Power of books brings together northeast Calgary community

Punjabi and Urdu books sit alongside Canadian classics like Anne of Green Gables on a table at the side of a residential street in the community of Saddle Ridge.

Not-for-profit’s first multi-cultural outdoor library proving to be big hit

Residents of Saddle Ridge are using the outdoor library as a gathering place, as well as a place to grab a new book (Dan McGarvey/CBC)

Punjabi and Urdu books sit alongside Canadian classics like Anne of Green Gables on a table at the side of a residential street in the community of Saddle Ridge.

Along with a neat row of whitewashed mini-library boxes and a few comfy chairs, it's become a gathering place in the community.

The community library is bringing together people of all nationalities, faiths, sexes and ages in Saddle Ridge who can grab a new read or stop and chat a while.

Syed Najam says he wants to see more multi-cultural libraries in other northeast communities. His Love With Humanity Association is run by volunteers working at a grassroots level to celebrate and build stronger communities in the northeast. (Dan McGarvey/CBC)

"I have nothing, no funding, we are a team and we want to work in the community, we want to do something for the community, because I love my community," said Syed Najam with the Love With Humanity Association — the small grassroots non-profit that came up with the idea.

"Social gathering is important, especially in the summer time. We have books for newcomers, all languages, for those who are coming from different countries, free of cost," said Ajam, who was once a newcomer himself, arriving in Canada from Pakistan in 2009.

He says they've received support from Calgary Reads along with Ted Harrison School, and boxes of donated books of all languages keep flowing from the community.

Locals say the library is as much about creating a sense of community as it is about reading the books themselves. (Dan McGarvey/CBC)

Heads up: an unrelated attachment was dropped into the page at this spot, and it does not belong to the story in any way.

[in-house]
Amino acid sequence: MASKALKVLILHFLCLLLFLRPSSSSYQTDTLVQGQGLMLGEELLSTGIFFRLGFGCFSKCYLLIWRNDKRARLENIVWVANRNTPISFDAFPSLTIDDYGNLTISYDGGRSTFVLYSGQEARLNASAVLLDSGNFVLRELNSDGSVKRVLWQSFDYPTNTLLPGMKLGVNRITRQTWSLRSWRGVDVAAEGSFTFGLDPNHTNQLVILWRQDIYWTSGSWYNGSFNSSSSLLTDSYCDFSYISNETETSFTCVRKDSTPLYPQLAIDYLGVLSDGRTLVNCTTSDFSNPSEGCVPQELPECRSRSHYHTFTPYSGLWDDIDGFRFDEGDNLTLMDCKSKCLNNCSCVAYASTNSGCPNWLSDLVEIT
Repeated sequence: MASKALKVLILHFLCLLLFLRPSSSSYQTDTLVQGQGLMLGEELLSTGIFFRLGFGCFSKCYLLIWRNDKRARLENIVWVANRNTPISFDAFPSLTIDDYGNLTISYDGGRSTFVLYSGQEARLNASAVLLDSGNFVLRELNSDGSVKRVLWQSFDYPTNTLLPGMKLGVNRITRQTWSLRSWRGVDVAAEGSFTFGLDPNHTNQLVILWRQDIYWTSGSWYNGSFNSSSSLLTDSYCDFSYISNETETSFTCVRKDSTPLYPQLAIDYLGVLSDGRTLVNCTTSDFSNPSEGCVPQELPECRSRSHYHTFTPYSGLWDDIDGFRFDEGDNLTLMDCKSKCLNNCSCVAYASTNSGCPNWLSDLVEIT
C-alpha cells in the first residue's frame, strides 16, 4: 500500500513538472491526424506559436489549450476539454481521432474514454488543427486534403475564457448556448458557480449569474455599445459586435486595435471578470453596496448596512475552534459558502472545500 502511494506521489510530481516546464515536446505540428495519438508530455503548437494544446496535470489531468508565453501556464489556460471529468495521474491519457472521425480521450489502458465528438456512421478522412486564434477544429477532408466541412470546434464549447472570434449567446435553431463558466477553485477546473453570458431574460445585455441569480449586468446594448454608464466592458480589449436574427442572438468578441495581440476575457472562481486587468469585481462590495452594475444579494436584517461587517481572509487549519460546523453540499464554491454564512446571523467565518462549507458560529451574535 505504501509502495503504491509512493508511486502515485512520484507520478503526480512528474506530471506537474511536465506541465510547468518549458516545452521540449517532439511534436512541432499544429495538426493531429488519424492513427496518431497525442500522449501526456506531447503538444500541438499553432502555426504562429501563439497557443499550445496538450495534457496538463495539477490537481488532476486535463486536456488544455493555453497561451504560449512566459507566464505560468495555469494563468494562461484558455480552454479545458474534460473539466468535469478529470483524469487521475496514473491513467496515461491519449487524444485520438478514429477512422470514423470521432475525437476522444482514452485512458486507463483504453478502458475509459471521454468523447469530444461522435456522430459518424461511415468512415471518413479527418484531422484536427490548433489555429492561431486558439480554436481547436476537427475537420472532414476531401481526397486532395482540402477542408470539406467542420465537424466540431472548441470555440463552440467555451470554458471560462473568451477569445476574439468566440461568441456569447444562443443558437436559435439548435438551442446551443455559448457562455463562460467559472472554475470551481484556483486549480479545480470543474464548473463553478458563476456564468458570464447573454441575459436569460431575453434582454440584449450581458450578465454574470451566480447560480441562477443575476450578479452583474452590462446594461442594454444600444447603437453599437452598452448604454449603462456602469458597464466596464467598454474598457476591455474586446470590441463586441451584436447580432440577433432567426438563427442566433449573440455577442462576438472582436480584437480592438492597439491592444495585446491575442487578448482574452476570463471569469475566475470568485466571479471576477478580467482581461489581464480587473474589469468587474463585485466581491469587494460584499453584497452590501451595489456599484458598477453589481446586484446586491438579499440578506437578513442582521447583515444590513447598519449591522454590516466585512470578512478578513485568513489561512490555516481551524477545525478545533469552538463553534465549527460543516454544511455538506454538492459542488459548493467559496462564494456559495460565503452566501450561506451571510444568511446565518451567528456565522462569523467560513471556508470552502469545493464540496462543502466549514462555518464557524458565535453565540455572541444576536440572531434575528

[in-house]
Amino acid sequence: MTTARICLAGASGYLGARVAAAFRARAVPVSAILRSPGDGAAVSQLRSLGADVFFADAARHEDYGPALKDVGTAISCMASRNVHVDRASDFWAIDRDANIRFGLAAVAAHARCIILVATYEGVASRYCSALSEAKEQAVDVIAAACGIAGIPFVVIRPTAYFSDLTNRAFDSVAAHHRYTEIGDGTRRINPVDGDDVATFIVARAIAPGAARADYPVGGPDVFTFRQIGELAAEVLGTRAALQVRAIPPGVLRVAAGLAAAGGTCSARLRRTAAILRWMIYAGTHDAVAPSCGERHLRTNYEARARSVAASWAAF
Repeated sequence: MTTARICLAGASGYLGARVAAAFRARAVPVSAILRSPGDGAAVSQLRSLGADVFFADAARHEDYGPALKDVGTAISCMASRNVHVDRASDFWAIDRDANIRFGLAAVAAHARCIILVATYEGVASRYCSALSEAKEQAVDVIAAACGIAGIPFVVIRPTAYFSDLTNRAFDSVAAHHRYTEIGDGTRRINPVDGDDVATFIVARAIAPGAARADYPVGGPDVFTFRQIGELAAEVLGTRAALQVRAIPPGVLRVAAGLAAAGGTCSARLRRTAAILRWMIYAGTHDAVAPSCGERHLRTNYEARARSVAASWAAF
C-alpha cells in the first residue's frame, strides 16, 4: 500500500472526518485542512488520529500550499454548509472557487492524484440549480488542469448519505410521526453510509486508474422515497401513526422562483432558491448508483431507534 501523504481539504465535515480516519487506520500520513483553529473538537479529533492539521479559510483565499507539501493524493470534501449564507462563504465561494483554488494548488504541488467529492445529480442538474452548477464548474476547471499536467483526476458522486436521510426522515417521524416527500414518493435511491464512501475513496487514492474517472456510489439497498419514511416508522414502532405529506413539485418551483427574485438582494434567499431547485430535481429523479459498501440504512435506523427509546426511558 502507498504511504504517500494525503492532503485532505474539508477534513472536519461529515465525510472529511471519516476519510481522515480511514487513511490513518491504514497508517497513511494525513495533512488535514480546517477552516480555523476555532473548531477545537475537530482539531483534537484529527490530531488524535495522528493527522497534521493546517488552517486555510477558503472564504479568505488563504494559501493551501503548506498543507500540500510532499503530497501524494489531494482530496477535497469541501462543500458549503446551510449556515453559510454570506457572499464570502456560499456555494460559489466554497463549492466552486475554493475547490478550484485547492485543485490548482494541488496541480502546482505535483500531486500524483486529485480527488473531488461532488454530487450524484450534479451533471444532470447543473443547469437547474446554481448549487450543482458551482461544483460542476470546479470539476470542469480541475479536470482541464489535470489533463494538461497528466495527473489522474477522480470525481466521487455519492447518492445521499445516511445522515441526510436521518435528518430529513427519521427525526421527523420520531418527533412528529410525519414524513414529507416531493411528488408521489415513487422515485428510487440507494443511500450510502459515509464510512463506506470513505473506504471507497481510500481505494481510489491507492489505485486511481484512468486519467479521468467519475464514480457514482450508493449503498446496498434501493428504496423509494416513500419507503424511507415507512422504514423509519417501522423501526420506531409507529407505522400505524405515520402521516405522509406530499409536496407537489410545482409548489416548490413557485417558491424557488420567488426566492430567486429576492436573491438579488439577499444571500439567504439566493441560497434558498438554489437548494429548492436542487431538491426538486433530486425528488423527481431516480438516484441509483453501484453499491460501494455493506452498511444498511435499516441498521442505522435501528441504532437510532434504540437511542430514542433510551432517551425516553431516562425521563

"I came here for the first time and saw all these people with different backgrounds from different countries and with kids and ladies as well," said Malik Ashraf.

"I didn't know many people but today I came and met so many new people here," Ashraf added.

"The libraries are always the cornerstones of communities," said Sudhir Bhanot, who lives nearby. "Books are always a good friend of a person."

Malik Ashraf says it’s a place to meet new people across faiths and nationalities. (Dan McGarvey/CBC )

"It's very good for the elders or the children who can't afford to go to public libraries because of the transportation. They can sit together, there are chairs here and we have a lake nearby so they can go sit by the lake and read," said Bhanot.

"The people will come, talk together. It will create a good harmony within the community," he added.

Syed Najam says he wants to open another five libraries in other communities including Redstone and Skyview Ranch, as well as in the southeast.

He says, for him, it's all about spreading the love across the northeast. 

"This is my step, you can also take a step, take care of your neighbours, spread the love everywhere," said Najam.

The library is growing every day with donations from individuals and organizations, including Calgary Reads. (Dan McGarvey/CBC )


Dan McGarvey


Dan McGarvey is a mobile journalist focused on filing stories remotely for CBC Calgary’s web, radio, TV and social media platforms, only using an iPhone and mobile tech. You can email story ideas and tips to Dan at: or tweet him @DanMcGarvey